Athletes say they receive P40k salary as Customs intelligence officers
A Philippine Basketball Association (PBA) athlete said he has been receiving a salary of up to P40,000 from the Bureau of Customs (BOC) as an intelligence consultant, contributing to the agency’s “image-building.”
During the resumption of the House committee on dangerous drugs’ inquiry on the P6.4 billion shipment of drugs into the country on Monday, basketball star Edward Joseph “EJ” Fiehl said they receive a monthly pay of P40,000 through a Landbank payroll account.
Asked by Quezon City Rep. Winston Castelo if he had provided any intelligence information to the bureau, Fiehl said none.
Fiehl then explained that his function as BOC employee was to help promote the agency to the public.
“‘Yung work namin players (Our work as players), more on image-building ng Bureau,” he said.
Aside from Fiehl, stars Kenneth Duremdes, Marlou Aquino, among others, as well as volleyball player Alyssa Valdez were hired by the BOC as either intelligence officers or technical consultants.
Duremdes said Customs Commissioner Nicanor Faeldon personally hired him to the BOC.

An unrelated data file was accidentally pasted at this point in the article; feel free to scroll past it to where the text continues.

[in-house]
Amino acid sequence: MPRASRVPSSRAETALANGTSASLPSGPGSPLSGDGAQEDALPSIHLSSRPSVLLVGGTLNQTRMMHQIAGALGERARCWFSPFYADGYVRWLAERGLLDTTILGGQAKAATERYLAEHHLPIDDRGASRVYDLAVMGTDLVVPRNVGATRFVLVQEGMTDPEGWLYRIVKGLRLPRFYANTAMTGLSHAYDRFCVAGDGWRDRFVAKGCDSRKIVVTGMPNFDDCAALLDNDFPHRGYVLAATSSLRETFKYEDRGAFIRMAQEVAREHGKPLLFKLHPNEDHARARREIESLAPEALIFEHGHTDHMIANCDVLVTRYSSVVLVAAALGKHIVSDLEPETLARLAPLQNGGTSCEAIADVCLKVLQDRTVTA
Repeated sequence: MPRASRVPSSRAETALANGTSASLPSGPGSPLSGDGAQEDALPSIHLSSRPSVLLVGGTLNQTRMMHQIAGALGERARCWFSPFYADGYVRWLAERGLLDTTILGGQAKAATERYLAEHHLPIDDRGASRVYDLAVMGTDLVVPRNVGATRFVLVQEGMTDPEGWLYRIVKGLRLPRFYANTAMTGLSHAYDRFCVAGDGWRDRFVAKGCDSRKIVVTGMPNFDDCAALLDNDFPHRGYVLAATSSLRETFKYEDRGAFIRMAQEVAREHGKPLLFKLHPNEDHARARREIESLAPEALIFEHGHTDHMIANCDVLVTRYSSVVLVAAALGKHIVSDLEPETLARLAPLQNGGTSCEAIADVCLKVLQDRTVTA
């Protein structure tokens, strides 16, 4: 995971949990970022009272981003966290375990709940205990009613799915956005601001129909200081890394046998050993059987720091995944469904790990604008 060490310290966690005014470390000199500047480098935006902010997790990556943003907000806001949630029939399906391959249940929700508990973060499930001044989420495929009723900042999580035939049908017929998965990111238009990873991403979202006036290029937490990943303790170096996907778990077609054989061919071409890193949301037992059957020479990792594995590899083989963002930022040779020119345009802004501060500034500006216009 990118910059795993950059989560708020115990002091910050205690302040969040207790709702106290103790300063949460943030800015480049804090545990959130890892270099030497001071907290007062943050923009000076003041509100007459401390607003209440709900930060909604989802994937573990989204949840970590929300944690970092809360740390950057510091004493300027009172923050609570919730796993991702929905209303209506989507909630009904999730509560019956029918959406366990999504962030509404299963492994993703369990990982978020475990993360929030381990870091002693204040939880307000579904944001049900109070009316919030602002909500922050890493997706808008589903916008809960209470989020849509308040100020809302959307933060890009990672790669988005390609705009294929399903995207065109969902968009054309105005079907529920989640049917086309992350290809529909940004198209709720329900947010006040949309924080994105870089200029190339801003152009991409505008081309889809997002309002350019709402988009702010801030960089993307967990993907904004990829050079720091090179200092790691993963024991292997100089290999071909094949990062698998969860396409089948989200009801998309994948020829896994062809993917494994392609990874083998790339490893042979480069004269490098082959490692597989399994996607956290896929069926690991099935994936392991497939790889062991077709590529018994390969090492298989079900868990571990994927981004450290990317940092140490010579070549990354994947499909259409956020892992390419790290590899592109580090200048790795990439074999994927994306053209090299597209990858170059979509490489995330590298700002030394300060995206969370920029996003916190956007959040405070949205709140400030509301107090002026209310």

Other players said Duremdes contacted them about the job opportunity.
Duremdes said as BOC employees, the athletes are doing community work to convince the public that the BOC is no longer corruption-ridden.
“Bilang naging national player dati and the mere fact na pupunta kami sa isang lugar, madali silang kausap lalo ‘pag basketball ang venue. Mas madali silang bigyan ng information sa reform sa bureau at seryoso ang Bureau of Customs sa anti-corruption,” Duremdes told the lawmakers.
(Since we were national players in the past and the mere fact that we go to certain places, it’s easier to talk to the public especially when basketball is the venue. It’s easier to give them information on the reform in the bureau and that the Bureau of Customs is serious against corruption.)
The lawmakers then questioned Faeldon’s chief of staff Atty. Mandy Anderson whether the salary of the hired athletes were included in the appropriation for the agency.
Anderson confirmed that the athletes were hired as technical assistant for special activities by Faeldon himself.
“The commissioner put in a lot of projects. Whatever he does is good for the bureau,” she said.
But she admitted that although the athletes were not qualified to carry out intelligence work on smuggling, they provide intelligence work by getting “feedback from people on what they want customs to do.” JE